What to call this entry? Well, it’s still summer, but the phrase “Summer Reading” calls up doleful memories of schoolwork intruding into free time. “Beach Reading” sounds great in theory, but the actual beach experience–heat, glare, sand, seawater–is not ideal for either e-books or books on paper (especially library books!).
I ruin my own reading experience quite fine by myself–getting up every few minutes from a book to Google an unfamiliar concept or bit of history I come across. That works fine for Trivia Night, but would leave any self-respecting storyteller grinding their teeth. So when The World’s Worst Reader™ actually finishes a book, it’s cause for celebration, no matter what you call it. So here are five books that TWWR™ has found truly worthwhile and would happily push upon any innocent bystander. (All items mentioned are available in the BCCLS system.)
Station Eleven by Emily St. John Mandel
A thoughtful apocalyptic dystopia with an emotional tug. It opens on stage, with an actor collapsing while playing King Lear. Soon the Georgia Flu has wiped out virtually all humanity. Some time later we catch up with a small band of players roaming a deserted America, entertaining pockets of survivors for shelter and food. There’s an intriguing use of an airport–that symbol of transit and ephemerality–re-purposed as a poignant museum of permanence, featuring a precious few things saved from the wreck of mankind. This early sentence, describing an impromptu tribute to the dead actor, hooked me and many other readers: “Of all of them there at the bar that night, the bartender was the one who survived the longest. He died three weeks later on the road out of the city.”
I Am Pilgrim by Terry Hayes
This is a first novel, but Hayes, a veteran screenwriter, clearly has nothing to learn about craft, plotting, pace, or characterization. A diabolical and terrifyingly plausible scheme to destroy the United States, carried out by a radical Islamic mastermind who nonetheless stands as a fully-formed character. And the only person who can stop it is Pilgrim, a single flawed but brave government agent pulled out of retirement for one last case. Yes, we’ve been here before, but never so inventively and with such care at building both character and suspense.
Hayes seems to consider it a sin to release narrative tension for a second, and the string remains taut as we venture from a tenement hotel in the East Village, to a beheading in Saudi Arabia, to a suspicious shooting in a lavish mansion in Turkey on the shore of the Aegean Sea. We follow in rapt fascination as the cat-and-mouse game draws the two men together, the terror scheme followed through with deadly patience, skill, and single-minded ruthlessness, with Pilgrim equally creative and inspired in pursuit. Each seemingly random occurrence is part of a complex, many-sided puzzle box, every piece sliding into place with a satisfying click by the end. A bravura performance, with not an inch of fat in its 600-plus pages.
The Wreck of the River of Stars by Michael Flynn
For want of a nail….We’re on board The River of Stars, a once majestic, now-obsolete space vessel, on its last sail when a catastrophic engine failure puts the trip in jeopardy. But no reason to fret: There is expertise and material aplenty on board, and time enough to solve the problem…if not for all the attendant perils flesh is heir to and which no technological advancement has eclipsed: Pride, stubbornness, lust for glory. The space-faring odyssey unfolds with Shakespearean inevitability–the end is right there in the title. But though the actual misfortune is telegraphed, the two-column roster of the survivors and the doomed is sorted with the scary randomness of real life. No heroes or villains are on board, just a human-sized story against a vast backdrop of space. Naysayers found it a trifle slow going and overly crammed with technological detail, but I found it powerful in its purposeful, doomed majesty.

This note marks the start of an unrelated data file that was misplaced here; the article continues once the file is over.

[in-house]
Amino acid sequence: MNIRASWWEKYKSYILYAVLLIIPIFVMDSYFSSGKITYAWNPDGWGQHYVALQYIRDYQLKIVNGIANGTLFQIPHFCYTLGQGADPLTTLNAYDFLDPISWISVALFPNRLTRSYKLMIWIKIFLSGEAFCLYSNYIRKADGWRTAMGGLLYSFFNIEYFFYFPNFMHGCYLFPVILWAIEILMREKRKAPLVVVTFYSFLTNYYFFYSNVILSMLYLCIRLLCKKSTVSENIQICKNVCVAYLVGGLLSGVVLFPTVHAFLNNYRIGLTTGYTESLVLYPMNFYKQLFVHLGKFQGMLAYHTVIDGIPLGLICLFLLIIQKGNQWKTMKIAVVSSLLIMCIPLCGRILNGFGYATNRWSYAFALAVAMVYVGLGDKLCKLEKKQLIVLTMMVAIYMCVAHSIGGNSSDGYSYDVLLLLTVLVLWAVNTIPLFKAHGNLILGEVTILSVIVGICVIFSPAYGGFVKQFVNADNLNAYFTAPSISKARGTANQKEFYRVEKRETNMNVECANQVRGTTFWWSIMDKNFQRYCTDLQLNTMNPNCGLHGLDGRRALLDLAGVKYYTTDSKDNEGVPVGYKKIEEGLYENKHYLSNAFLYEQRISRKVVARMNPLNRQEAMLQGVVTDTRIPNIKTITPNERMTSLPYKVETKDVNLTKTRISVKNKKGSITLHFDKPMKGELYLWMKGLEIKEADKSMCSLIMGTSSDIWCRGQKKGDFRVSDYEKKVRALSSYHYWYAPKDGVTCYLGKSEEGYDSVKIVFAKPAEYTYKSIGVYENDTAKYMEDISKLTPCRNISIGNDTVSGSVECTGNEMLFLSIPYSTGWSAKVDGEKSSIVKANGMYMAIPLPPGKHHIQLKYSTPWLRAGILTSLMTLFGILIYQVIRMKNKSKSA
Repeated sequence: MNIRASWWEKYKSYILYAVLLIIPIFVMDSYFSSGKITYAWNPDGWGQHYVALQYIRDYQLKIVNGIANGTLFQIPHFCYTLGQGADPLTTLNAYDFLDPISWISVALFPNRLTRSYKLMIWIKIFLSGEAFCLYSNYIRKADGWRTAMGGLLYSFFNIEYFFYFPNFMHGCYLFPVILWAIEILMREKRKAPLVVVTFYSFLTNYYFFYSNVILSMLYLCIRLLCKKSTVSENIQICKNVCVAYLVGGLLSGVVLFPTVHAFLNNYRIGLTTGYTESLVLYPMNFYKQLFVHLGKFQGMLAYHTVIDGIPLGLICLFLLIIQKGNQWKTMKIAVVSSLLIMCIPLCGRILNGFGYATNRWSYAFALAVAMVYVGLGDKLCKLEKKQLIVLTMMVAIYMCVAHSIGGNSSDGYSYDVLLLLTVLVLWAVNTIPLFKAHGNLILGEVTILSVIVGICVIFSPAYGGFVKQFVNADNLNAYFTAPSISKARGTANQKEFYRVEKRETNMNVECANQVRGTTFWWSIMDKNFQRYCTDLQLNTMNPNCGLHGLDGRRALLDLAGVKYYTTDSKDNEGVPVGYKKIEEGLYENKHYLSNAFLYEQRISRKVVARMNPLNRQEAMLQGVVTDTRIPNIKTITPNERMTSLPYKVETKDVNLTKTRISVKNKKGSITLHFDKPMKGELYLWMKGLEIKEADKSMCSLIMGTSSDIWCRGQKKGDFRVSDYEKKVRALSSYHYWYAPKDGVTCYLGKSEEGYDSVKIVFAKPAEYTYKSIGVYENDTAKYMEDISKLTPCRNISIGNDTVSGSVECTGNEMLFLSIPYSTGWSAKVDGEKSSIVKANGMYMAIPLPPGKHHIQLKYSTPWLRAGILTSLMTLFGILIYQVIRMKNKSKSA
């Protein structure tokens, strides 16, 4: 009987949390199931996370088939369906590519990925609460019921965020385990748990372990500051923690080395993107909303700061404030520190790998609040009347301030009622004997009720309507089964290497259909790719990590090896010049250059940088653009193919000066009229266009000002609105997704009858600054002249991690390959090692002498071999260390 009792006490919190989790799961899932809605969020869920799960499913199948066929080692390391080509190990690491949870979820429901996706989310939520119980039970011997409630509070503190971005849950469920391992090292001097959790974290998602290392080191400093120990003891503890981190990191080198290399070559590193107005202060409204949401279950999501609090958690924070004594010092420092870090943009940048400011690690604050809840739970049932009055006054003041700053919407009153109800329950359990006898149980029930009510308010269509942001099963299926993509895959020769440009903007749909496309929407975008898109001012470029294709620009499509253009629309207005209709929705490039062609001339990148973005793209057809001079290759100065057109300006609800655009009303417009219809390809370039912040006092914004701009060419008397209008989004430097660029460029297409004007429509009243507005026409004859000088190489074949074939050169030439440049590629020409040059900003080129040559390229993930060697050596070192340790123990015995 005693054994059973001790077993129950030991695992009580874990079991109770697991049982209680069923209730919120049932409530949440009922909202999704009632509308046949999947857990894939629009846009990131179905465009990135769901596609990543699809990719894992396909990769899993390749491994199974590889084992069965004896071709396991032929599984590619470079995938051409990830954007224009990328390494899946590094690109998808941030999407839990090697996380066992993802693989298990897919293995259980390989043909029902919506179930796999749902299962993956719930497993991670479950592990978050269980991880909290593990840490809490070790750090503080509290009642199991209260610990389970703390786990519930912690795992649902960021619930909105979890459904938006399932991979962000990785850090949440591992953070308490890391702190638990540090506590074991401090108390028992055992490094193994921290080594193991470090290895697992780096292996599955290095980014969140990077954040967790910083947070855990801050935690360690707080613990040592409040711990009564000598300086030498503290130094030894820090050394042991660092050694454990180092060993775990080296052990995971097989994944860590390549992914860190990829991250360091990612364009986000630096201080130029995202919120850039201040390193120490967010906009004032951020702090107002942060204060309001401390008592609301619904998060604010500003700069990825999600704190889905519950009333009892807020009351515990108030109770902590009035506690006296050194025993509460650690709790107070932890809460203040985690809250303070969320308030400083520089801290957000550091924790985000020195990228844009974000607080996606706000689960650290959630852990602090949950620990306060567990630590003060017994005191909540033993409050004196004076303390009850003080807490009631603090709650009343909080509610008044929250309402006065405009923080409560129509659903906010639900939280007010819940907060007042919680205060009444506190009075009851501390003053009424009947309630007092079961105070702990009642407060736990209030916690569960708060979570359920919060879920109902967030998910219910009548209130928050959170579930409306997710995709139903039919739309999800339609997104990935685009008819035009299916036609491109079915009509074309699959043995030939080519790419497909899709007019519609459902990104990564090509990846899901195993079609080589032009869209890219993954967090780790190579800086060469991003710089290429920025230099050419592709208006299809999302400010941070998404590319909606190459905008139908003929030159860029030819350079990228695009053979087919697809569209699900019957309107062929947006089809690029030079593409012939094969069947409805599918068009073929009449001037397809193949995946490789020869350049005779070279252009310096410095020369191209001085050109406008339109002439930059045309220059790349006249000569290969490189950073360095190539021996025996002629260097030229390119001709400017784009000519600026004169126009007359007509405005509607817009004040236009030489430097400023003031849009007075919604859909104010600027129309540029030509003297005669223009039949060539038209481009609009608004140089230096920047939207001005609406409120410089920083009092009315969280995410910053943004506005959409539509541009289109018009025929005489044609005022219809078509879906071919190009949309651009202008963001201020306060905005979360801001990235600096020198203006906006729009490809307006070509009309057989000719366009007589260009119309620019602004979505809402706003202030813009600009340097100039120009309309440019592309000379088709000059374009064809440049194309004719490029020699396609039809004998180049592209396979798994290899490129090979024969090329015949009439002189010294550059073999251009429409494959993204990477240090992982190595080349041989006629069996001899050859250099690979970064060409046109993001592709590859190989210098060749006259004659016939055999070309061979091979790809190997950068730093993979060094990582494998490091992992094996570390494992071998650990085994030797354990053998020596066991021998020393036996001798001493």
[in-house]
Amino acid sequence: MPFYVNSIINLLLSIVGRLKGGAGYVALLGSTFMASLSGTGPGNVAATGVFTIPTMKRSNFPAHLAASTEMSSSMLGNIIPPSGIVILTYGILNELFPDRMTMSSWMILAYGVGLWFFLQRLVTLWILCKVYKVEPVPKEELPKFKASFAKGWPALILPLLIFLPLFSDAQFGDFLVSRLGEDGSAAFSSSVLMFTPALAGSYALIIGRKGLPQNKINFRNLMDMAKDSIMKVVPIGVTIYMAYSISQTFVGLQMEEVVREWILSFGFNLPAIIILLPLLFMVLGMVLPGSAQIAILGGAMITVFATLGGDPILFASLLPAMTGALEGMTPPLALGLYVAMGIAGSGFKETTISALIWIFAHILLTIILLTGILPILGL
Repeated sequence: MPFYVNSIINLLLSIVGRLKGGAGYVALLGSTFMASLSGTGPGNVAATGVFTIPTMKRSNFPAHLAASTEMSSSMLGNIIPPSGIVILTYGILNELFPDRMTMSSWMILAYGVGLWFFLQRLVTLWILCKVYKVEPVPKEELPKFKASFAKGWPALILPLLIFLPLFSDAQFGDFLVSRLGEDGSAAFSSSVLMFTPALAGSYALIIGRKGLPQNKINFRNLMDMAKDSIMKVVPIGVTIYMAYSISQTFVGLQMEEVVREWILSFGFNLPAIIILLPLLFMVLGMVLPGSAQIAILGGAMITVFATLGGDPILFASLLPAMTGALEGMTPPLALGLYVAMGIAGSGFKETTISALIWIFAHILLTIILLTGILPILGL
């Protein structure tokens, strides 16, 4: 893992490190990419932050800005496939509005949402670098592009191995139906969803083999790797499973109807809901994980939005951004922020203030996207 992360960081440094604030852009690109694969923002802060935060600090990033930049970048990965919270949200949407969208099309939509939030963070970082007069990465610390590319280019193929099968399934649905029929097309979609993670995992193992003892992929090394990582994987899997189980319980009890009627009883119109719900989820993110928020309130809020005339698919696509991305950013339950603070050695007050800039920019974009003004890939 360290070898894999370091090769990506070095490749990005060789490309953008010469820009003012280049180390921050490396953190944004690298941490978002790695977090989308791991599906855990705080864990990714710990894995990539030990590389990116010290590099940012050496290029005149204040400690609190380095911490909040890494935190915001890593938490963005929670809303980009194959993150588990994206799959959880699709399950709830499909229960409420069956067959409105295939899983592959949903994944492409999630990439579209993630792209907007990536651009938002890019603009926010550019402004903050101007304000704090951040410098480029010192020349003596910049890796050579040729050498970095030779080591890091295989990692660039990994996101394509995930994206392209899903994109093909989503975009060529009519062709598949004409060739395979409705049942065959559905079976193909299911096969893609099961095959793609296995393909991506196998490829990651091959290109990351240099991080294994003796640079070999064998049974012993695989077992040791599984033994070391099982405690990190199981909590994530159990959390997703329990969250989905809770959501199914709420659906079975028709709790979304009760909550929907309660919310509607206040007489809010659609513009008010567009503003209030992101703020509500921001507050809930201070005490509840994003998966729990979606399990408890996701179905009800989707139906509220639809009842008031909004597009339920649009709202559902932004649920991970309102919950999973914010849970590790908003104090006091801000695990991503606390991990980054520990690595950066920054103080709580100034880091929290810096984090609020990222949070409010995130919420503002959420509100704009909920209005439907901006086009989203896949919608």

John Dies at the End by David Wong
Speaking of giving away the ending. In this oft-hilarious monster rally of a horror novel, John and Dave are a Clerks-style buddy act getting by in a Midwest town whose name remains undisclosed for the readers’ protection–a town under the sway of Soy Sauce, a street drug that opens up doors of perception leading into a nightmarish alternate dimension oozing with hideous creatures and sickening gore. It’s pitch-black macabre comedy with a truly sincere feeling of doom. If you found clowns creepy before….
Y: The Last Man by writer Brian K. Vaughan and artist Pia Guerra
In this dystopian action saga, a comic series published 2002-2008, Vaughan imaginatively thinks out the ramifications–political, societal, and sexual–of a world where every single male mammal has mysteriously perished save one, underachieving escape artist Yorick Brown, now a wanted man in every sense.
The “Y” in the title is a nod both to the Y chromosome that makes Yorick a He, and to the story’s core question–why did all the others males die, and why did this one survive? Even more impressive than the world-spanning plot is Vaughan’s world-building, how deeply he’s thought about how different a world composed solely of women would be. Just one detail: Female Democratic members of Congress are confronted with an armed band of widows of former male Republican congressmen, demanding the seats of their deceased spouses in a battle to balance the institution left leaning to the left by the disappearance of men. (Editor’s note: This series was recommended last year by another staff member!)
Death in the Eye, my self-published murder mystery in the cozy Agatha Christie tradition, is available as a Kindle book and a paperback, and through the Hoboken Public Library’s Technology Lending program.
-Written by Clay Waters, Library Assistant